Greg Abbott makes first nomination as governor-elect

Texas Attorney General and Republican candidate for governor Greg Abbott waves to the crows before his victory speech Tuesday, Nov. 4, 2014, in Austin, Texas. Abbott defeated Democrat Wendy Davis to win the race for Texas governor. (AP Photo/David J. Phillip)
Texas Attorney General and Republican candidate for governor Greg Abbott waves to the crows before his victory speech Tuesday, Nov. 4, 2014, in Austin, Texas. (AP Photo/David J. Phillip)

AUSTIN (AP) — Governor-elect Greg Abbott on Tuesday chose a Hispanic Republican as the first nominee of his nascent administration, naming a county judge from the Rio Grande Valley to be the new Texas secretary of state.

Abbott spent his announcement at the Texas Capitol magnifying the credentials of Cameron County Judge Carlos Cascos as well as where he plucked the state’s next chief election officer from. Abbott spent his campaign aggressively courting Hispanics, and immigration and border security are poised to be major issues of his first year in office.

The outgoing Texas attorney general made a point of mentioning that his first official trip since his landslide victory last week was to the Rio Grande Valley.

“Judge Cascos will give the Rio Grande Valley a strong voice in Austin. He will also show the rest of Texas the outstanding leaders produced by the Rio Grande Valley,” Abbott said.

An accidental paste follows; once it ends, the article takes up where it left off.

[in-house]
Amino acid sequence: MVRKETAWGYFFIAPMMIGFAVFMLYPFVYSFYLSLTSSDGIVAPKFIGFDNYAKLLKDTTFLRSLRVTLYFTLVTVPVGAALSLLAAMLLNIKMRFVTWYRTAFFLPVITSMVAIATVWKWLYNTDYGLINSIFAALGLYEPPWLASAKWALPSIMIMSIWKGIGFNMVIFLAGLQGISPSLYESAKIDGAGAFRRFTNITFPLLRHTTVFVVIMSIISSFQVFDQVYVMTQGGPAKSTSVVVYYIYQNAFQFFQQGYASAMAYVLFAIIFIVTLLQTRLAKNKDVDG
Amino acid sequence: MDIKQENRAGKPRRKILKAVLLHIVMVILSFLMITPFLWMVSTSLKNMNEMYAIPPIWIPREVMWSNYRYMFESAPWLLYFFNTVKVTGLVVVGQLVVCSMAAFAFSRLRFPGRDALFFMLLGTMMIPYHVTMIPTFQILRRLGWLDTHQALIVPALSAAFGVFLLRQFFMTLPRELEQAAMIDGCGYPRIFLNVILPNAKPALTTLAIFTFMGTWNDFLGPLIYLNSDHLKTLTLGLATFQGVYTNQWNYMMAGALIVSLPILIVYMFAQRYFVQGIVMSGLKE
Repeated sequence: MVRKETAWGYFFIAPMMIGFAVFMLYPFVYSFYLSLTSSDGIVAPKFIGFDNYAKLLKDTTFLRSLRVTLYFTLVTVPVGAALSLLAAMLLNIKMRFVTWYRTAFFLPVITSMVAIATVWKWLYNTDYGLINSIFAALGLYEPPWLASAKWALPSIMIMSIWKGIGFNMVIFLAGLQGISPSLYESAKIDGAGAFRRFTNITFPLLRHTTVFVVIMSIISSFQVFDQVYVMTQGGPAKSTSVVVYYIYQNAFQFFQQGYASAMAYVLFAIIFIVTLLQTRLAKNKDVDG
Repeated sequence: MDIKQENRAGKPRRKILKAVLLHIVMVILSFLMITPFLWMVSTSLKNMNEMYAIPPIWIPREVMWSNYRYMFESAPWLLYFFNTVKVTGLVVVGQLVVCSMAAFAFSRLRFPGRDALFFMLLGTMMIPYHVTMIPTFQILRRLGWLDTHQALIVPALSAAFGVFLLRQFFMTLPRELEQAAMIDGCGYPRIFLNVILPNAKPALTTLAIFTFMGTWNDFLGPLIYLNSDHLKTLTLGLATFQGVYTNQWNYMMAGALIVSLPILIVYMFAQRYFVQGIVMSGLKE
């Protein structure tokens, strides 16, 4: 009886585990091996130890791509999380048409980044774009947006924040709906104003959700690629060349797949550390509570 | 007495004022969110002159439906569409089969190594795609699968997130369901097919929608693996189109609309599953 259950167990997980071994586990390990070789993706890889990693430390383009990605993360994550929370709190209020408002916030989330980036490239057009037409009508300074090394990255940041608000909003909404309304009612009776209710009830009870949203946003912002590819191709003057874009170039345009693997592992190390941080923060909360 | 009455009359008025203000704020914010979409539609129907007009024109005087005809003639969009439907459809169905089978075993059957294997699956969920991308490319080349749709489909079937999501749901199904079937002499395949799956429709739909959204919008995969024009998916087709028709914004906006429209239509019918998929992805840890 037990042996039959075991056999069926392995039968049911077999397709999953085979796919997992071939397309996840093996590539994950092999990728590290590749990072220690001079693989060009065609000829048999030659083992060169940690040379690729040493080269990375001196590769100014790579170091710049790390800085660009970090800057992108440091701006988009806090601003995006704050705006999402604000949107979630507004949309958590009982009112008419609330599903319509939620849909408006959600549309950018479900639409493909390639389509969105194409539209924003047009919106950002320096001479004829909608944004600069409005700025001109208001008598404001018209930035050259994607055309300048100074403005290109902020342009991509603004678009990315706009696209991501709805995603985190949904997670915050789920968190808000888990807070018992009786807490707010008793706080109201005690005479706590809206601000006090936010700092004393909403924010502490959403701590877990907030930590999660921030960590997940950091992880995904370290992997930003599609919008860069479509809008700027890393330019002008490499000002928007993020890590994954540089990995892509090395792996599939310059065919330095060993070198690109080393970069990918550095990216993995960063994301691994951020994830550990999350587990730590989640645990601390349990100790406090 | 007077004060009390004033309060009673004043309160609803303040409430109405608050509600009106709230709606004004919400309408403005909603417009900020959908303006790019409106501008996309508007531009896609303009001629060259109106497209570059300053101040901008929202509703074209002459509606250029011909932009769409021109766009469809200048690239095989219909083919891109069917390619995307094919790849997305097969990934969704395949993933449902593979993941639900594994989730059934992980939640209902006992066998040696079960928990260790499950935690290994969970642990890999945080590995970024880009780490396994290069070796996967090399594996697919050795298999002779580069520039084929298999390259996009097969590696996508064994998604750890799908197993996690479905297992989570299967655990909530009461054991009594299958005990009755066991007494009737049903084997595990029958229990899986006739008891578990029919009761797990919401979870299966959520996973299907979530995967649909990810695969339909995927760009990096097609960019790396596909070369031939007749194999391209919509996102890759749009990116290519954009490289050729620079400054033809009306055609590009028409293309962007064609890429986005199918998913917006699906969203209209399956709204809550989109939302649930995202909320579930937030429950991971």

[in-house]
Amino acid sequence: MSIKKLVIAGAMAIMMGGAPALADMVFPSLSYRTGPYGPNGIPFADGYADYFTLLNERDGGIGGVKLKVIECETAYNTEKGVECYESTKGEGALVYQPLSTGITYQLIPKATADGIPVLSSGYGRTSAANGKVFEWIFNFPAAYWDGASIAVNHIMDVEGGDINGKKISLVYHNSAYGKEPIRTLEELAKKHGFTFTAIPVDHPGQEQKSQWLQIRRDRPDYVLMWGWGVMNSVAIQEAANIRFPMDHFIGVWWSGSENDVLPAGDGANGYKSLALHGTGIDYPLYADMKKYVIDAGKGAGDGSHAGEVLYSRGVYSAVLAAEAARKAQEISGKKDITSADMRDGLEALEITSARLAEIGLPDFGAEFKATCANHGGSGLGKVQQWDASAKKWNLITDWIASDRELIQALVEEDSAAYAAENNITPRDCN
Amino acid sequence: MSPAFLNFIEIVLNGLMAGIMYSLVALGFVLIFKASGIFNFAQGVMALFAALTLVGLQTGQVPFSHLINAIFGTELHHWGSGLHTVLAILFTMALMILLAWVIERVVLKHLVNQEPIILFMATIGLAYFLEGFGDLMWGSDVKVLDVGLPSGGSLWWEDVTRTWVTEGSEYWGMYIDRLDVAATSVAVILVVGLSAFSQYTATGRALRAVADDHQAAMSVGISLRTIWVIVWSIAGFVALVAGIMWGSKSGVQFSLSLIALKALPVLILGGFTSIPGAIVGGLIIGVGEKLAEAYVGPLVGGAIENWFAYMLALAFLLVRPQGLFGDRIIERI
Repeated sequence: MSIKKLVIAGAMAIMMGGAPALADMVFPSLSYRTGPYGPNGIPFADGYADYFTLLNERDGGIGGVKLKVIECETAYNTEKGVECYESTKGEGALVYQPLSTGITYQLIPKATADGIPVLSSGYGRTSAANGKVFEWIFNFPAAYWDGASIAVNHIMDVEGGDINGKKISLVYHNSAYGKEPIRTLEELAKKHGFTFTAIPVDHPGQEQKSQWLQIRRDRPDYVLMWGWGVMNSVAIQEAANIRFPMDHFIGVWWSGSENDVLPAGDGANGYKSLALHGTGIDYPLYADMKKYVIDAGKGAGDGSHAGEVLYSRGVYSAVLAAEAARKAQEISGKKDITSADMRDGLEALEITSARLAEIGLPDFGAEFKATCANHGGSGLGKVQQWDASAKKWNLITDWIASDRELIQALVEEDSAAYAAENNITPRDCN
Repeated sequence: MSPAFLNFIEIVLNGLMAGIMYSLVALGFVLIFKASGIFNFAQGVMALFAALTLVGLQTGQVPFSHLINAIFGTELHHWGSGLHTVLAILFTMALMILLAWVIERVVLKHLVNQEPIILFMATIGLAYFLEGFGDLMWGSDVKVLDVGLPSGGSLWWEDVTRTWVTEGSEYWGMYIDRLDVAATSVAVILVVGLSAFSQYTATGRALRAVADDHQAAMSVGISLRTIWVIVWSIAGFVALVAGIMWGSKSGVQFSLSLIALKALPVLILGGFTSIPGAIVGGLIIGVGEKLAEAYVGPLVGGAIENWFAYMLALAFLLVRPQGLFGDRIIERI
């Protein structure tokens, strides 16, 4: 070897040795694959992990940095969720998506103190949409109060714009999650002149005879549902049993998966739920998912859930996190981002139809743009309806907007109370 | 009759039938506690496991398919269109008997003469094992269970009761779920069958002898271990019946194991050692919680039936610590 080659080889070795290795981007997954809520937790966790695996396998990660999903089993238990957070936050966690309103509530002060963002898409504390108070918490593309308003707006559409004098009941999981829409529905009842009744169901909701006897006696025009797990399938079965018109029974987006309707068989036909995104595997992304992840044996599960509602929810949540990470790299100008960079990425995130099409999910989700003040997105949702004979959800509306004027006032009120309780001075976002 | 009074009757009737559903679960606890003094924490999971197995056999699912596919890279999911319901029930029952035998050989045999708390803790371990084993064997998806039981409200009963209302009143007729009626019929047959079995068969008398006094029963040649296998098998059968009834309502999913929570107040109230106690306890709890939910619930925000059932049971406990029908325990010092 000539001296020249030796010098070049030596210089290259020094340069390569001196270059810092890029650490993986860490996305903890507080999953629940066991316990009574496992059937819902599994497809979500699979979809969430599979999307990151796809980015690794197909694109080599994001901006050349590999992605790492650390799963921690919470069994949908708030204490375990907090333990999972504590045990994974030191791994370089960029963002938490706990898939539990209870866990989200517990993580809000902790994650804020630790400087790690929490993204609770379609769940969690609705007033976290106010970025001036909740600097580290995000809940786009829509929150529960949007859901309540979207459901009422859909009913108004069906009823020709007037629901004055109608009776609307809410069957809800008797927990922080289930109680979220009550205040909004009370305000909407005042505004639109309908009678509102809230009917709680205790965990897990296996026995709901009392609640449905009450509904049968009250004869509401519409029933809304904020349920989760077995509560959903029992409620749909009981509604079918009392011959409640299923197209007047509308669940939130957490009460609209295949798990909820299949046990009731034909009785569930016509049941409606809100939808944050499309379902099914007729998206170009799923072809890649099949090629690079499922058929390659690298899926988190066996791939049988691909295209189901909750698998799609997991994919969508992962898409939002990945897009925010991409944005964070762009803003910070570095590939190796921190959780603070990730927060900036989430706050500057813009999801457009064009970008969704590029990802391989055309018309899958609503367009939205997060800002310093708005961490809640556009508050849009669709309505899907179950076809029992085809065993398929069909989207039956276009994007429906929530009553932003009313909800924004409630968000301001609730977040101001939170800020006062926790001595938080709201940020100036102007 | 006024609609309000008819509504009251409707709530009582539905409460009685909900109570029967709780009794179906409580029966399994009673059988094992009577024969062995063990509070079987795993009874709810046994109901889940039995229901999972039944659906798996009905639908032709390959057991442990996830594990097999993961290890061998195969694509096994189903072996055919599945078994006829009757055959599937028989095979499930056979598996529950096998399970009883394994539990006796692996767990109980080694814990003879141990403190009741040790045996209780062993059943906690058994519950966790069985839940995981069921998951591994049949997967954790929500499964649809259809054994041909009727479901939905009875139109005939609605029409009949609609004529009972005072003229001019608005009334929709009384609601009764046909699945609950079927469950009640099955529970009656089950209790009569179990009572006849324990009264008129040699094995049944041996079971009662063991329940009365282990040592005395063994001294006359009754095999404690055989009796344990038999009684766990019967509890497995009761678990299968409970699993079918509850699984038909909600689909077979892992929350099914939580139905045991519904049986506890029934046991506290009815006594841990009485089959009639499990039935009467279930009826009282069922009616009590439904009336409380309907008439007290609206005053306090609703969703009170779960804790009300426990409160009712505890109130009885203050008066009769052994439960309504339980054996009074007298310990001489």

The secretary of state’s office primarily oversees elections in Texas — an area where minority leaders in Texas have especially taken aim at Abbott as attorney general. Abbott has stridently defended a strict new Texas voter ID law that opponents say disproportionately harm blacks and Hispanics, in addition to redistricting maps that Democrats say dilute the voting power of minorities.

Cascos spent as much of his introduction talking about border security and economic development as how Texans cast ballots. Among Abbott’s plans is to send an additional 500 state troopers to the Texas border, where the Texas National Guard has already been deployed until at least the end of the year.

Lawmakers began filing bills this week ahead of the next legislative session that begins in January, which will be the first in 14 years without Gov. Rick Perry at the helm. Although Abbott didn’t go into detail about specific bills already filed, he took a wait-and-see approach when asked about the potential return of a divisive “sanctuary cities” proposals that give police broader powers to ask people about their citizenship status.

“I have no doubt the Legislature will be filing bills about that. We’ll take a look at is as they file it, if they do,” Abbott said.

Cascos will replace Nandita Berry, who was appointed by Perry last year.

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